Fast AF: Is it the body or the lens?

Discussion in 'Olympus Cameras' started by robertro, Nov 1, 2011.

  1. robertro

    robertro Mu-43 Veteran

    223
    Apr 22, 2010
    Fast AF: Is it the body or the lens?

    I've been reading every report I can on the latest M4/3 equipment to try to determine whether Olympus has greatly improved the AF performance over the E-PL1 and E-PL2 cameras to the new 3 series, and I must say, I'm confused.

    It seems that every report of "lightning fast focus" leads back to either the 14-42 MSC lens or the 12/2 or the 25/1.4 or the 45/1.8.

    I'm beginning to think that (beyond the long-awaited focus assist light) that the differnces in the bodies are greatly overshaddowed by the differences in lenses.

    Anyone have any experiences they'd like to share?
     
  2. krugorg

    krugorg Mu-43 Hall of Famer

    Jul 18, 2011
    Minnesota USA
    Both. :biggrin:

    It's a lowest common denominator thing, in my opinion - they camera will perform up to the point where they hit the bottleneck, whether it is lens or body.

    I have a mix of older and newer lenses, and an E-P2 and E-P3. The 12mm is fast on my P2, but noticeable faster on my E-P3. My E-P3 seems a bit sluggish with the 20/1.7 mounted, only slightly faster than when it is on the E-P2.
     
  3. Jonathan F/2

    Jonathan F/2 Mu-43 Hall of Famer

    Aug 10, 2011
    Los Angeles, CA
    I do have the 17mm and I believe the E-PM1 and E-PL2 aren't that far apart in speed. Where my E-PM1 does shine is in low light with the AF assist illuminator, the shorter shutter blackout and the faster burst speeds (E-PM1/E-PL3). To give you an idea though, I feel pretty comfortable shooting my 45 1.8 and 12 f2 on the E-PL2. So if you're deciding between a new lens or body, I'd lean towards glass first!
     
  4. kevinparis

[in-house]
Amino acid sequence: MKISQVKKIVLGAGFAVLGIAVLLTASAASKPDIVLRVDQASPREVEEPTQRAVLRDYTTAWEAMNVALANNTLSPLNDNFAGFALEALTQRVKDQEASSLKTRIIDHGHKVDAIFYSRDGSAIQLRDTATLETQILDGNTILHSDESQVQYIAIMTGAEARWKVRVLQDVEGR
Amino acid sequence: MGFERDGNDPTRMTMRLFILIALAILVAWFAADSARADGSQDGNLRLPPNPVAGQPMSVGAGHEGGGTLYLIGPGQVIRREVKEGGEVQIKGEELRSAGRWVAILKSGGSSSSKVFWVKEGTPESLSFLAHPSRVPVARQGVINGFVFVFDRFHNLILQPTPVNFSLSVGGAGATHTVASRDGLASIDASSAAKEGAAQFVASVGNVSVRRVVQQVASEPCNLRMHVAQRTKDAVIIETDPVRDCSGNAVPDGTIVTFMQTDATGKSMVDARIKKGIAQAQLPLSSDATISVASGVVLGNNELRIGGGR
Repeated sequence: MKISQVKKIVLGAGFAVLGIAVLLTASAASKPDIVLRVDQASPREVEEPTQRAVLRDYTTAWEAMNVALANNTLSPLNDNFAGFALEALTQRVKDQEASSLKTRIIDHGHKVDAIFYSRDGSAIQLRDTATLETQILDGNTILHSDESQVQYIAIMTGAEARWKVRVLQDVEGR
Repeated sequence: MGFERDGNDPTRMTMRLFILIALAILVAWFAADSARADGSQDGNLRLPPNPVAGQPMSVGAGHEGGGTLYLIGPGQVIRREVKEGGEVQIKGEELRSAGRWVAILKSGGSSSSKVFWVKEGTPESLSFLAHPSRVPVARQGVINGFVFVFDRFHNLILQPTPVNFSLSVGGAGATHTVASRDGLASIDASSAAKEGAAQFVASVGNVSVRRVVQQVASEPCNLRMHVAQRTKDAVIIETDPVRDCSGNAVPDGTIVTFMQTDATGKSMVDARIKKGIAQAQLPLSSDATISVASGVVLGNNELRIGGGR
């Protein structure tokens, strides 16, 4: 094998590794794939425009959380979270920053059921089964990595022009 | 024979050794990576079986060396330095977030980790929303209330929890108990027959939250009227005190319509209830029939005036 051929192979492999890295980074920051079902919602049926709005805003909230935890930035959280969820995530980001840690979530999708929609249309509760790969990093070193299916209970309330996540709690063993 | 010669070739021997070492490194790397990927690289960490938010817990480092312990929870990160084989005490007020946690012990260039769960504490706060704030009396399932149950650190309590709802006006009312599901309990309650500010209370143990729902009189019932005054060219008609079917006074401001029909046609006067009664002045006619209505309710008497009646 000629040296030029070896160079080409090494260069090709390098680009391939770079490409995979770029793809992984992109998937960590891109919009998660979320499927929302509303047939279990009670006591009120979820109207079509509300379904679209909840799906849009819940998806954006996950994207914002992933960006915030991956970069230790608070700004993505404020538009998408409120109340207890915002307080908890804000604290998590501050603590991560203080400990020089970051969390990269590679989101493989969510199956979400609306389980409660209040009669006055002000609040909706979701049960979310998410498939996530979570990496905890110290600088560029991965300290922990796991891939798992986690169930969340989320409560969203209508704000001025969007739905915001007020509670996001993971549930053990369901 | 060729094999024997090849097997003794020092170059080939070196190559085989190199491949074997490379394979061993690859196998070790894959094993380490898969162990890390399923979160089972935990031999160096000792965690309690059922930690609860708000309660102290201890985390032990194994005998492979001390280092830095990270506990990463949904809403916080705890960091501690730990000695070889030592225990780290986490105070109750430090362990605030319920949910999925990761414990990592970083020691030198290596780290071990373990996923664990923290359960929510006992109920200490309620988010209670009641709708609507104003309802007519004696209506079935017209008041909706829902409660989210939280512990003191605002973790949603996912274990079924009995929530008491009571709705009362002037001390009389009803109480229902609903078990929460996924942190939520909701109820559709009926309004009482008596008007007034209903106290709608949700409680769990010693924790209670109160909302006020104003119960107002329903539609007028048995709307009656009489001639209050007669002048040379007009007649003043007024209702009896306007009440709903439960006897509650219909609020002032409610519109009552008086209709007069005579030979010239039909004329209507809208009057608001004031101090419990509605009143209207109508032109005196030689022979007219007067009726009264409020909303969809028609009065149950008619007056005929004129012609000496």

kevinparis Cantankerous Scotsman

    Feb 12, 2010
    Gent, Belgium
    the answer is both


    faster processors and more sensitive sensors in the bodies make decisions quicker, and faster motors and lens designs that move as little glass over the shortest distance all contribute to faster AF

    in all micro 4/3 rely on Contrast detection... which obviously requires at least some contrast in the subject and then an iterative process of adjusting the focus backwards and forwards to achieve the maximum contrast - which equals focus

    K
     
  5. ~tc~

    ~tc~ Mu-43 Hall of Famer

    Oct 22, 2010
    Houston, TX
    IMHO, this is an area Oly dropped WAY behind Panny on, and a significant reason I bought a GF1 instead of a EPL1, and it took them way too long to catch up.

    The original kit lens was VERY slow, compounded with the slightly slow bodies, it equated to glacial AF speeds. They improved the lens, then improved the body, and are now back to improving the lenses to take advantage of the speed available from the body, which I guess is a long way of saying, the further down that curve you are, the faster your AF is going to be, obviously, new lenses on the newest body will be the fastest AF.

    Lenses like the 20/1.7 are too good otherwise to go with a different option (oh no, here come all the PL25/1.4 people, run!), so your only chance of faster AF with those lenses is the newest body, so that's how I would go ... in the end, only you can decide if it's significant TO YOU, and it's pretty simple to test. Take your body and lens into a store, and ask to try out the newer body with your lens.